The Lady of the Rivers

Published January 19, 2013 by myliteraryleanings

the lady of the rivers coverReview of The Lady of the Rivers by Philippa Gregory

Overview from The Lady of the Rivers is #1 New York Times bestselling author Philippa Gregory’s remarkable story of Jacquetta, Duchess of Bedford, a woman who navigated a treacherous path through the battle lines in the Wars of the Roses.

Descended from Melusina, the river goddess, Jacquetta always has had the gift of second sight. As a child visiting her uncle, she met his prisoner, Joan of Arc, and saw her own power reflected in the young woman accused of witchcraft. They share the mystery of the tarot card of the wheel of fortune before Joan is taken to a horrific death at the hands of the English rulers of France. Jacquetta understands the danger for a woman who dares to dream.

My Review:

This book is the third installment in The Cousins’ War series but don’t think you need to have read the first two to understand what is going on—far from it. In fact, the plot of this book actually takes places before The White Queen which is the first book of the series.

The main character of this book, Jacquetta, is “the white queen’s” mother so I think if you’re new to the series, it makes more sense to start with this book and then read The White Queen. I wish I could have had the option to do that first.

Jacquetta’s story starts out in France where she was born and raised. The English are taking over much of the country and have caught Joan of Arc. They want to get rid of her but Jacquetta’s family has her and won’t give her up—at first.

Of course, those who know their history know that the English eventually burn Joan as a witch and Jacquetta feels guilt over the incident because she did nothing to stop it. She soon realizes that women who dare to do great things are punished for them unless it is at the request of someone important.

Jacquetta herself is soon asked to try to look in the mirror and try to see a future for her new husband, the Duke of Bedford, as well as the English army. She tries her best but is saddened that her husband sees her only as a fortune-teller and not as a woman. She eventually finds the love that she is looking for in her second husband. Together they spend much of the novel trying to keep themselves and their children alive and happy.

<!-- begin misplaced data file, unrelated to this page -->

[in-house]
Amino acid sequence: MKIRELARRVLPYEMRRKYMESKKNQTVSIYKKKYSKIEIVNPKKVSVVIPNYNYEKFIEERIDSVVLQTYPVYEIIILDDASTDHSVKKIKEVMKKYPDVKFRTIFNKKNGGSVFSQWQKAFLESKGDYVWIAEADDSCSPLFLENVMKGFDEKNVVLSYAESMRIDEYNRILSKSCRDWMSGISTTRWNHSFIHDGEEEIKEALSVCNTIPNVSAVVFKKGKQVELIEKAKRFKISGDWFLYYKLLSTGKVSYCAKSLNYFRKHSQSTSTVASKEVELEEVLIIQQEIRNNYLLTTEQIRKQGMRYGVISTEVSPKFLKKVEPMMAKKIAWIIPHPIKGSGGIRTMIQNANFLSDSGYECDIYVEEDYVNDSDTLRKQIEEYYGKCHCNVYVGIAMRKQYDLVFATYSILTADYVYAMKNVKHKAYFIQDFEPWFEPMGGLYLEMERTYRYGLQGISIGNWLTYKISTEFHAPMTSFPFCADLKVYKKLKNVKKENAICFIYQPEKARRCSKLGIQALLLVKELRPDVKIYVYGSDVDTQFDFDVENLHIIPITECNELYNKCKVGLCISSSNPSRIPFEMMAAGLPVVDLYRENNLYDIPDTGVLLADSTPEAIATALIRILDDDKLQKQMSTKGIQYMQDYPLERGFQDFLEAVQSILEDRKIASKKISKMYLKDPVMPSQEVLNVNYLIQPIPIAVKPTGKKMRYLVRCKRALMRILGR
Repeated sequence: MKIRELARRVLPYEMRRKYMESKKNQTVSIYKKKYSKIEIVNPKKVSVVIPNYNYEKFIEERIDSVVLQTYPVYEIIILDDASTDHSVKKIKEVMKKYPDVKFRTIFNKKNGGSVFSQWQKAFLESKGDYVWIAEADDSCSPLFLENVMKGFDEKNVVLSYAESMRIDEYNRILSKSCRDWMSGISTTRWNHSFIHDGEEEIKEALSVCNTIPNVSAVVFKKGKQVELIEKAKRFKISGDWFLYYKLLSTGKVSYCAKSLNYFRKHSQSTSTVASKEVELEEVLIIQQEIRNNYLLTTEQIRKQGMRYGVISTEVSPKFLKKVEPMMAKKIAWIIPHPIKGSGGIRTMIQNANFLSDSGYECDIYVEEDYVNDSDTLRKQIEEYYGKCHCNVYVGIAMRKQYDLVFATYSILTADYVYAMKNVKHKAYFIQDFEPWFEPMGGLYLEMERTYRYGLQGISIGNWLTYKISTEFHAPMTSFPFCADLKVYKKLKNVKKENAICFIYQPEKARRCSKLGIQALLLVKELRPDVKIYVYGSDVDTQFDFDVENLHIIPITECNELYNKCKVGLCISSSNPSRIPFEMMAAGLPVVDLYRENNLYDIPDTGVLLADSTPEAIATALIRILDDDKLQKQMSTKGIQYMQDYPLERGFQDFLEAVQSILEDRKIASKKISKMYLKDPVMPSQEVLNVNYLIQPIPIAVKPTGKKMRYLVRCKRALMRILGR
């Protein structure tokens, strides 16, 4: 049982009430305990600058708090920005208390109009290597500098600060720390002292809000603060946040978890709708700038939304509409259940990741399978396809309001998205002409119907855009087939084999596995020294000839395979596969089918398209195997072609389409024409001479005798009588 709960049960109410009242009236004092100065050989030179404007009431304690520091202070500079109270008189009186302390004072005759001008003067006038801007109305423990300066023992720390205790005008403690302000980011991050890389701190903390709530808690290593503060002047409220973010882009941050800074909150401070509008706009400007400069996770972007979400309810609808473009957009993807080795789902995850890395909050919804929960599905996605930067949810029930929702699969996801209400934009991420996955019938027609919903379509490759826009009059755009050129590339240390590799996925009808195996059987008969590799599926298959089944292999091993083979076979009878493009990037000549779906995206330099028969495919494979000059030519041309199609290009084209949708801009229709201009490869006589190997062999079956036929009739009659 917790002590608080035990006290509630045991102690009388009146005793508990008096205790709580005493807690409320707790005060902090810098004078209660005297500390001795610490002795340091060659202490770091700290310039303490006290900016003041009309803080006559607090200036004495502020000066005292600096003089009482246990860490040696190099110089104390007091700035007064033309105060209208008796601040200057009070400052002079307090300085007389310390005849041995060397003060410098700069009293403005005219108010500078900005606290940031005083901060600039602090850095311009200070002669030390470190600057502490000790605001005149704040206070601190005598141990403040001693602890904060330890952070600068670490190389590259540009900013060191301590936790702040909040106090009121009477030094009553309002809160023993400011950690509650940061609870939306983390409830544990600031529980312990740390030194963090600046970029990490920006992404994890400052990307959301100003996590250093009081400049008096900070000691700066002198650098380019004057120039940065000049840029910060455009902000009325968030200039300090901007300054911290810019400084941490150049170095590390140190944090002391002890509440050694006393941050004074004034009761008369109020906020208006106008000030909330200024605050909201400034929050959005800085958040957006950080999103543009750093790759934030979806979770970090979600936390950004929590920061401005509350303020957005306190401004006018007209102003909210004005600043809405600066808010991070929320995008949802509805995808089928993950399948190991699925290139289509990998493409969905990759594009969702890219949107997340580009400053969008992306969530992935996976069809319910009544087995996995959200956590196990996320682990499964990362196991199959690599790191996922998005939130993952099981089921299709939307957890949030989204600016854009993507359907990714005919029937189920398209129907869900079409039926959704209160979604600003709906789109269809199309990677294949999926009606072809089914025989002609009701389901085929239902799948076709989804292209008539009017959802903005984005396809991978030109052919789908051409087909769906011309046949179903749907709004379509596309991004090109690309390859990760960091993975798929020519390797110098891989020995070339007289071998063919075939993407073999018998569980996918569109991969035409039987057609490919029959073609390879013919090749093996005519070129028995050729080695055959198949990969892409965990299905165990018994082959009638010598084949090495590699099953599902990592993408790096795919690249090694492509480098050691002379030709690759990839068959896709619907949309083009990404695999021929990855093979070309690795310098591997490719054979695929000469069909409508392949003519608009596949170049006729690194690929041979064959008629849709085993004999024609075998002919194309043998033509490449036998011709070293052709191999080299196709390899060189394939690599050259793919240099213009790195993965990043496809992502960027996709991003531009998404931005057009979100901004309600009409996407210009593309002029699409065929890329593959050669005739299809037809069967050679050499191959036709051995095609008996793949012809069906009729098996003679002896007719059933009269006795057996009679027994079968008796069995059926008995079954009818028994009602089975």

Overall, I liked this book. I like how the author seems to seamlessly blend Historical Fiction with Fantasy. I got the sense that Jacquetta is unique somehow. She has a special gift. But the gift does not tell her everything nor does it help her to overcome all of the obstacles that she and her family face. The legend of the female ancestor who was a fish, along with the gift are what make her seem as though she dwells in a fairy tale but her inability to alter many events and instead become victim to them are what make her seem still human.

It has been a while since I read The White Queen and The Red Queen but so far I think this one is my favorite book in this series. The other two make so much more sense now. I also like some of the inside jokes we get about what some characters think other characters will become in future, especially in the cases where we know they are wrong.

I don’t know what Philippa Gregory’s next book is going to cover but I really hope that she will cover the Elizabeth who is the white queen’s daughter. I would be very interested in reading her story and seeing what she thinks of her husband. In the meantime, the other three books are very enjoyable. I would definitely recommend this one to anyone who likes Historical Fiction with interesting female characters.

Contains: some violence and sexuality

Philippa Gregory discusses The Lady of the Rivers


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